Senate Majority Leader Mitch McConnellAddison (Mitch) Mitchell McConnellHouse to act on debt ceiling next week White House warns GOP of serious consequences on debt ceiling Lindsey Graham: Police need 'to take a firm line' with Sept. 18 rally attendees MORE (R-Ky.) on Tuesday said that he expects Brett Kavanaugh's Supreme Court nomination to get a Senate vote in the final week of September.
“We anticipate that Judge Kavanaugh will be on the floor of the Senate the last week in September. I'm confident he'll be confirmed,” McConnell told reporters in Louisville, Ky., adding that he believes Kavanaugh did a “spectacular job” during his hearing before the Judiciary Committee last week.
There were “a lot of antics in the audience and some passion from various members of the Judiciary Committee but he kept his cool,” McConnell added.
McConnell's timeline would allow Republicans to get Kavanaugh on the bench before the Supreme Court starts its next term at the beginning of October.
It also aligns with the timeline for getting Kavanaugh's nomination out of the Judiciary Committee.
Though Kavanaugh's nomination will appear on the Judiciary Committee's business meeting on Thursday, Democrats are expected to delay a vote until next week, likely on Sept. 20.
Under committee rules, any one member can request a nomination be held over for a week the first time it appears on the agenda like Kavanaugh's will be on Thursday. Nominations are routinely delayed by a week.
Despite an at times chaotic hearing last week, Kavanaugh is expected to be cleared out of the Judiciary Committee, where Republicans have a majority.
His nomination would then get a vote on the Senate floor during the week of Sept. 24.
Because Republicans went “nuclear” last year to nix the 60-vote filibuster for Supreme Court nominees, Kavanaugh will only need a simple majority to get confirmed.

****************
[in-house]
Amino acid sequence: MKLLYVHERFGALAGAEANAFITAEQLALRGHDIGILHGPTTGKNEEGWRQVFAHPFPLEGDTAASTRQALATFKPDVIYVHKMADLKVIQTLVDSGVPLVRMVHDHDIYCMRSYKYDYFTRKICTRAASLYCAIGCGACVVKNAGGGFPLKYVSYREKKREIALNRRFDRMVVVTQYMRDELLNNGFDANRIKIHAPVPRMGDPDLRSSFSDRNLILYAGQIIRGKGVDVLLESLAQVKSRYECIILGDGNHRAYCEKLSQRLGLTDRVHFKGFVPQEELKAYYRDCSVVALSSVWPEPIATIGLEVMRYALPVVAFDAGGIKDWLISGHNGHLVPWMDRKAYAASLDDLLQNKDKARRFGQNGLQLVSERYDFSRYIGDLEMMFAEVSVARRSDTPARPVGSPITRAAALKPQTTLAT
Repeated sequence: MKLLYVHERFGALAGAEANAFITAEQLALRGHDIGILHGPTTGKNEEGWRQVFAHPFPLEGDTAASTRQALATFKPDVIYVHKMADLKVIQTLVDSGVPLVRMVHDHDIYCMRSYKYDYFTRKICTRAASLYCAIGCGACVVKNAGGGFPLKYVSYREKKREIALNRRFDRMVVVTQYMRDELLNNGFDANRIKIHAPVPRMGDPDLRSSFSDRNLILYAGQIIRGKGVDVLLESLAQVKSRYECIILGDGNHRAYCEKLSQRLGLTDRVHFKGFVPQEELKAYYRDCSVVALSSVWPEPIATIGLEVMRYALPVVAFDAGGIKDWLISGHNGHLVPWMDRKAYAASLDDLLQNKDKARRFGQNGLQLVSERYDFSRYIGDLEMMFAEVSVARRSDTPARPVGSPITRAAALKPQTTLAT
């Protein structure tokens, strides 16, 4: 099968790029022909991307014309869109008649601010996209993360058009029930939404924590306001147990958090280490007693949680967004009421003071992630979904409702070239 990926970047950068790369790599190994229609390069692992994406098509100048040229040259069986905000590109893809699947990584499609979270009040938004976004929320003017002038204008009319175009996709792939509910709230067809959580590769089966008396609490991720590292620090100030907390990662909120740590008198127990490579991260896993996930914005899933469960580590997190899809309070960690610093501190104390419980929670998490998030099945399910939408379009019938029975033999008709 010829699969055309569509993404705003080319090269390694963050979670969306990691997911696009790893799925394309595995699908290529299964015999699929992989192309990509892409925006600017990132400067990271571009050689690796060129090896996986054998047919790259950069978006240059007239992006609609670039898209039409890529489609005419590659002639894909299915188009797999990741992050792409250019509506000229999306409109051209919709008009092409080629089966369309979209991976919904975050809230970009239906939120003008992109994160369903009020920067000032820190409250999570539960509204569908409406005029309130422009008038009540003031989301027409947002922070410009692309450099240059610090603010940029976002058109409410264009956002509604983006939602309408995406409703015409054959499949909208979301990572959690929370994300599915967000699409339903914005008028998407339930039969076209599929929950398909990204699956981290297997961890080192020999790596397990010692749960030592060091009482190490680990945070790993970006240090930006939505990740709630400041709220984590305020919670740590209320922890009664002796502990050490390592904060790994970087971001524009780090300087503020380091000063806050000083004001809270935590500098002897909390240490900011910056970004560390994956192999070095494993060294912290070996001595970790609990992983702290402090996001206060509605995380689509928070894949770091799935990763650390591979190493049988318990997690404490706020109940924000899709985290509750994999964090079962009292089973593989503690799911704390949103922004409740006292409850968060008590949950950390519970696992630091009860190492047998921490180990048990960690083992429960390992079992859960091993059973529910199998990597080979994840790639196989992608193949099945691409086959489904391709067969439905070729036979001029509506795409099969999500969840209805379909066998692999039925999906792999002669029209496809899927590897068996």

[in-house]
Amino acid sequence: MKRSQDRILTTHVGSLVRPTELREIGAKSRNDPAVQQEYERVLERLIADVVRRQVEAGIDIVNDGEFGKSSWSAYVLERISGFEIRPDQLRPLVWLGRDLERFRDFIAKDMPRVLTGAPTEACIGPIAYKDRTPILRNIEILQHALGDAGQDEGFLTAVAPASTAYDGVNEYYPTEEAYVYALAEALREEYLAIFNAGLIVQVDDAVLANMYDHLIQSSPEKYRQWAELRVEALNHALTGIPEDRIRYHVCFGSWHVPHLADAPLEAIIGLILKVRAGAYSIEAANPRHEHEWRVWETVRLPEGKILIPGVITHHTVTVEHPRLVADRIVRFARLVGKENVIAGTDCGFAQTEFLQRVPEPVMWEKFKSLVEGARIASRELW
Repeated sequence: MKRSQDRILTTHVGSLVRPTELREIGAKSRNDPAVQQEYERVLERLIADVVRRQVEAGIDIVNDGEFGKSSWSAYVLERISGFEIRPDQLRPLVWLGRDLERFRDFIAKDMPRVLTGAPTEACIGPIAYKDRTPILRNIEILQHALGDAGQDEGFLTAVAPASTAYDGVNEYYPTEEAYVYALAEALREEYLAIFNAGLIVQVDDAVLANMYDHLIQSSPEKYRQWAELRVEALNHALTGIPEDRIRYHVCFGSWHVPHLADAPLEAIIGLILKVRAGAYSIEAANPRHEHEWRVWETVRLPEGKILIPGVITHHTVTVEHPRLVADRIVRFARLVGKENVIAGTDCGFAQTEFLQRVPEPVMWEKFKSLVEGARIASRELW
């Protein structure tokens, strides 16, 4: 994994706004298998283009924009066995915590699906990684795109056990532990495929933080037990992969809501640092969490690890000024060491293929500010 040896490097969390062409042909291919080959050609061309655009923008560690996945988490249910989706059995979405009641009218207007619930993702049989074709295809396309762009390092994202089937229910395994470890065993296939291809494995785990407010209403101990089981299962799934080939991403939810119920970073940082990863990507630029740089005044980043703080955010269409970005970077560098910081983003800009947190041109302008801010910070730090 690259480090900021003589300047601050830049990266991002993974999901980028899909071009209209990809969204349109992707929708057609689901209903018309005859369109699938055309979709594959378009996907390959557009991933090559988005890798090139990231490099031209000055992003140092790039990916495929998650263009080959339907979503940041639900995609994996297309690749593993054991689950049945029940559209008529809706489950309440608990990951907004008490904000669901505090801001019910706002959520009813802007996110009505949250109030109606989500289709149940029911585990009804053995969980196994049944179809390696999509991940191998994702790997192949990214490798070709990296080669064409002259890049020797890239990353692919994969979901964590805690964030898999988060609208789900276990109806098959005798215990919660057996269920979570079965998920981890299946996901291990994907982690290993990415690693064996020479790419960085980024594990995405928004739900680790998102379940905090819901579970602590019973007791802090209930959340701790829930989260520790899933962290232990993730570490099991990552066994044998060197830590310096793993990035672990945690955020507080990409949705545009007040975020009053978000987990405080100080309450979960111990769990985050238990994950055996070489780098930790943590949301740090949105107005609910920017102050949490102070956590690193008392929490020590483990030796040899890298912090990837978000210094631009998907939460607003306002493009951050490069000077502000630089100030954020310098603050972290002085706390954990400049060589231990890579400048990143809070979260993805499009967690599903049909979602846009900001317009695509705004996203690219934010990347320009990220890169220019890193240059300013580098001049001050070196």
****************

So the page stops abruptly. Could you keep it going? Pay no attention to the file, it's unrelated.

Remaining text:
That means Republicans could approve his nomination without help from Democrats if their 51-member caucus remains united.
Several Democrats, who were widely expected to be no votes, have formally announced their opposition to Kavanaugh in the wake of the hearing.
If Democrats want to sink his nomination they'll need to peel off at least two Republican senators, as well as keep their entire caucus united.
Democrats' best shot at picking up the two GOP votes are likely Sens. Susan CollinsSusan Margaret CollinsWelcome to ground zero of climate chaos A tale of two chambers: Trump's power holds in House, wanes in Senate Bipartisan blip: Infrastructure deal is last of its kind without systemic change MORE (R-Maine) and Lisa MurkowskiLisa Ann MurkowskiEmboldened Trump takes aim at GOP foes The Hill's 12:30 Report - Presented by Facebook - DC prepares for Saturday of festivals & Jan. 6 demonstration Republican leaders misjudged Jan. 6 committee MORE (R-Alaska), both of whom have previously broken with their party on ObamaCare repeal and abortion legislation.
No Democrats have said they will support Kavanaugh, yet. But several red-state Democrats are viewed as potential "yes" votes.
Democratic Sens. Joe ManchinJoe ManchinBriahna Joy Gray: Push toward major social spending amid pandemic was 'short-lived' Overnight Energy & Environment — Presented by Climate Power — Emissions heading toward pre-pandemic levels Biden discusses agenda with Schumer, Pelosi ahead of pivotal week MORE (W.Va.), Heidi HeitkampMary (Heidi) Kathryn HeitkampProgressives prepare to launch counterattack in tax fight Business groups aim to divide Democrats on .5T spending bill On The Money: Powell signals Fed will soon cut stimulus MORE (N.D.) and Joe DonnellyJoseph (Joe) Simon DonnellyRepublicans may regret restricting reproductive rights Sanders traveling to Iowa, Indiana to pitch Biden's spending package Supreme Court battle could wreak havoc with Biden's 2020 agenda MORE (Ind.) are seen as the Democrats most likely to vote "yes" on Kavanaugh. Several other red- and purple-state Democrats — including Sen. Doug Jones (Ala.), who wasn't in the Senate for the Neil Gorsuch fight — also remain undecided.